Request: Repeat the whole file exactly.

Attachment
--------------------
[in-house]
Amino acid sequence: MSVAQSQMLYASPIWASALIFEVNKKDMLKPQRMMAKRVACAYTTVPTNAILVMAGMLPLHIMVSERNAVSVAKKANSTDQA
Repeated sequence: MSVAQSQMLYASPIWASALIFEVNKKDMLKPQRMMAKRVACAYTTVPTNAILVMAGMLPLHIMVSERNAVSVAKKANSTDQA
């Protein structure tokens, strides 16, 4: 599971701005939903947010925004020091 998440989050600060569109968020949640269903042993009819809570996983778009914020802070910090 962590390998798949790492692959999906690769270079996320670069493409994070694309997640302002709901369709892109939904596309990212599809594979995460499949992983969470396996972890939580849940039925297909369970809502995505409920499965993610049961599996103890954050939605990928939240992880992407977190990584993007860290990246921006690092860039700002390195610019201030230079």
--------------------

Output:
[in-house]
Amino acid sequence: MSVAQSQMLYASPIWASALIFEVNKKDMLKPQRMMAKRVACAYTTVPTNAILVMAGMLPLHIMVSERNAVSVAKKANSTDQA
Repeated sequence: MSVAQSQMLYASPIWASALIFEVNKKDMLKPQRMMAKRVACAYTTVPTNAILVMAGMLPLHIMVSERNAVSVAKKANSTDQA
């Protein structure tokens, strides 16, 4: 599971701005939903947010925004020091 998440989050600060569109968020949640269903042993009819809570996983778009914020802070910090 962590390998798949790492692959999906690769270079996320670069493409994070694309997640302002709901369709892109939904596309990212599809594979995460499949992983969470396996972890939580849940039925297909369970809502995505409920499965993610049961599996103890954050939605990928939240992880992407977190990584993007860290990246921006690092860039700002390195610019201030230079």